What if Microsoft went Open Source?
Open Source seems to be a growing movement. Not everything is part of the “GNU General Public License” though. Some have even gone as far to make their own Public License standard.
Microsoft does have some Open Source to them, but what would happen if they took their Operating System to that standard? Would people accept the Microsoft OS, or would they finally make the switch to Linux?
According to opensource.org, Open Source software follows these directives:
1. Free Redistribution with no royalties from resale.
2. Inclusion of Source Code
3. All Modifications and derived works must be allowed to be distributed
4. The integrity of the source code is intact.
5. There must be no discrimination or restriction for who can use it.
6. Must not be specific to a Product
7. Cannot restrict other software
8. Must be Technology Neutral.
There are other levels of Open software that are NOT open Source. Adobe’s Open Screen does not exactly fall under the Open Source guidelines. Because of this, Adobe can control their technology. While you can develop an SWF or FLV, you will still be restricted in using the Flash Player itself.
A couple days ago I reported on an article over at ITWire: Are Vista users are being driven to Linux because of the questionable performance from the program. While people are not happy with the Microsoft OS, we still have only small amounts make the move. It might eventually make an impact, but right now, we live in a Microsoft world.
Back in 2003, Linux.com asked the question “What if Microsoft decided to go Open Source?” In the article, Donald Rosenberg speculated that the retail price would drop to pretty much nothing. However Microsoft would then be used on a wider basis giving it more penetration to the market. The new focus of Microsoft would be the “Service Organization”.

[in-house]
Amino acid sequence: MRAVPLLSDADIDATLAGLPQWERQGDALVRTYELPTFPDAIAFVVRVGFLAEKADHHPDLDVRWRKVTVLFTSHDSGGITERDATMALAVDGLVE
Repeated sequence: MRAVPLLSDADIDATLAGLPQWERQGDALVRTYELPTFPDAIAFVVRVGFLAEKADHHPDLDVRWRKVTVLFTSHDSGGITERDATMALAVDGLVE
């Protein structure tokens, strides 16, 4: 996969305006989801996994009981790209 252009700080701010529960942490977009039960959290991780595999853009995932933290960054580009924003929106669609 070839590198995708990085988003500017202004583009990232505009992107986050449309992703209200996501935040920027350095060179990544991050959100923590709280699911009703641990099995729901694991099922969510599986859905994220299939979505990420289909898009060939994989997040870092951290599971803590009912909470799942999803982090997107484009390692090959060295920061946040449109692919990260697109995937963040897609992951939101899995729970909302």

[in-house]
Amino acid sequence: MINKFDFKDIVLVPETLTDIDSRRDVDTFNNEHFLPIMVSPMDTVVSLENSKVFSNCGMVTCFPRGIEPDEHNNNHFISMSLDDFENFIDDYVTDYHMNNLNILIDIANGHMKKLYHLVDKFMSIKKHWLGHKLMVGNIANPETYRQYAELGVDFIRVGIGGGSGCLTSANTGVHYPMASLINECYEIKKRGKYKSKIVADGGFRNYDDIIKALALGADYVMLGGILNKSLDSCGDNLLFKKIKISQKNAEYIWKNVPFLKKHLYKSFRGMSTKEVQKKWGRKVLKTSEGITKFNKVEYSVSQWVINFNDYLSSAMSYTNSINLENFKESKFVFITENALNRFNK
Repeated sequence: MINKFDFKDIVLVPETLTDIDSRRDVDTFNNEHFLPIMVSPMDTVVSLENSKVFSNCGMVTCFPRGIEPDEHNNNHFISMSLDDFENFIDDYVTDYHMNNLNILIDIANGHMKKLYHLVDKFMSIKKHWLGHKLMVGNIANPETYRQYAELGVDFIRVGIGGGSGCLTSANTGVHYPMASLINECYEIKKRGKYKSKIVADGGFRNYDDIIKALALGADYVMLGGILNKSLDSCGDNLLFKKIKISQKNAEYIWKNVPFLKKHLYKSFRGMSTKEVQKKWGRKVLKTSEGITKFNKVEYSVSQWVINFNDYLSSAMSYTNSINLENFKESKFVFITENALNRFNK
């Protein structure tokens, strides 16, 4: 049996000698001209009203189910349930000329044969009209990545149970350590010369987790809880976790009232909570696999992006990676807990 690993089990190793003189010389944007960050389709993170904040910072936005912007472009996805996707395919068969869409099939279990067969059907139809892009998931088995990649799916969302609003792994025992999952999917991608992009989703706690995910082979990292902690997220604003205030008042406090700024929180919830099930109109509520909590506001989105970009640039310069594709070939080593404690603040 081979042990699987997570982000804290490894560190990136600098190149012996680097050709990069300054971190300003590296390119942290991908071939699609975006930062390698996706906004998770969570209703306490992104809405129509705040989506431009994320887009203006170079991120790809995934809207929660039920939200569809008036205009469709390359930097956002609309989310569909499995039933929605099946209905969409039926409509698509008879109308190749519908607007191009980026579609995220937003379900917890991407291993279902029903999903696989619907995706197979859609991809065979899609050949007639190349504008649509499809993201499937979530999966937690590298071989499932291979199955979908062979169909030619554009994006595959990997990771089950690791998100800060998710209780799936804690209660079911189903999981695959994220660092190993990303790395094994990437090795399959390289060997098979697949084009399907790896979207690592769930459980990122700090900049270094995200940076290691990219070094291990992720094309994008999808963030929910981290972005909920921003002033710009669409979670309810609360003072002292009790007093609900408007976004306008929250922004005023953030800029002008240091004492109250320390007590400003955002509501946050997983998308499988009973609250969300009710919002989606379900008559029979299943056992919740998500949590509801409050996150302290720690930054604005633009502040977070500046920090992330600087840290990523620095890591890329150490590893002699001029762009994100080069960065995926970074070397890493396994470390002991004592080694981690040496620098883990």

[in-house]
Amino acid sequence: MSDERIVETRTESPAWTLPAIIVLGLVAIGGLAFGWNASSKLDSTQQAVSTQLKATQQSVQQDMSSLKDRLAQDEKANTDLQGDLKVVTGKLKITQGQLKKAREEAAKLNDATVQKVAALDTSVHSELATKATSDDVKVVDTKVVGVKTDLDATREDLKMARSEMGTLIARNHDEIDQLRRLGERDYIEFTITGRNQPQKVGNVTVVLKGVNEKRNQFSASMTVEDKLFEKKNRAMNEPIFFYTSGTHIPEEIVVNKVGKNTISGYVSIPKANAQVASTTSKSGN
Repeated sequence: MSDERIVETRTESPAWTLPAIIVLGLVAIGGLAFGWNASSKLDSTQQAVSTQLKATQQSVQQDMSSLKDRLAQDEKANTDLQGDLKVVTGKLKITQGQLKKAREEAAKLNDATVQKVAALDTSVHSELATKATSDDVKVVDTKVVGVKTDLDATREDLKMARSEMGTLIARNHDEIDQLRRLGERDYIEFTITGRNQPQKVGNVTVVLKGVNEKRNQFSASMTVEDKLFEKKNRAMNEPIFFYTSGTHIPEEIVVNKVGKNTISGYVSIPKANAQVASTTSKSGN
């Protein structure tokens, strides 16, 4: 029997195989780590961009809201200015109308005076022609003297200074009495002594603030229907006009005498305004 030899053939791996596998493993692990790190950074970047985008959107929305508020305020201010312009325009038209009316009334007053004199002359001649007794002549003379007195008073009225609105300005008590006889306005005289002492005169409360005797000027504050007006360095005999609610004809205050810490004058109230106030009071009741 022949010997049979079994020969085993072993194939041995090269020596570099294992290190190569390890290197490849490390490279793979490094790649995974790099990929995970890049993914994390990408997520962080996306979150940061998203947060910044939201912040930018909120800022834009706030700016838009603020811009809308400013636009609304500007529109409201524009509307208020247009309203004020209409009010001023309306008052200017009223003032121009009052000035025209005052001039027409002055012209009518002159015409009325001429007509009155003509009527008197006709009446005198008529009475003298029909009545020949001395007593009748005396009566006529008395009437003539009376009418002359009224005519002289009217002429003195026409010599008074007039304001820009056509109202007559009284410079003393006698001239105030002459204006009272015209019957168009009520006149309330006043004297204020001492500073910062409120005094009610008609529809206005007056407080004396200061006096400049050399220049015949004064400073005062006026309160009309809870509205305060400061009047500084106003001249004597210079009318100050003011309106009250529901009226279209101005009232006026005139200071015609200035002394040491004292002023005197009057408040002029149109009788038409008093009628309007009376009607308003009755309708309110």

Still, the real question would be “Would people adopt the Microsoft Open Source standard?”
I think the answer would be Yes. With a Windows Open Source OS, they can make legal all those machines that was once not. They can run the programs they are familiar with and continue on with their daily routines.
Now, would Linux then gain popularity if Microsoft took the OS to OS? I would like to believe so, but the reality would be “no”. File structure is a good reason why. People know what a C drive is, but what is the file structure on Linux? People know what an exe file is, but do they know what it is in Linux?
Big business controls the market and ultimately consumer use on this one. You go to work, you live in a Microsoft world. You then go home, you want to use something familiar to you.
Apple is not Open Source. They claim to be in certain areas, but as we see in the Psystar lawsuit: you cannot put Apples’ OS on non- Apple hardware. But what about “Must not be specific to a Product”? Must not pertain in this case.
There would be too many hurdles if Microsoft wanted to go 100% Open Source. They might adopt a different standard close to it, but still need to control certain aspects. Call it “Open Microsoft”.
Microsoft does have some Open Source to them. While it’s not to the Operating System or Programs like Exchange, Office or IE, it is for developers wanting to use items like Silverlight.
So will Microsoft ever try to go fully Open Source? Probably not. Are they greedy for doing that? I don’t think so. Sometimes you need a structured system to give people what they want. I wouldn’t mind a Microsoft OS that I could install without a License. A choice between a “Free” and a “Paid” version in a Open Microsoft standard would be great for those who want to continue to use the Microsoft products.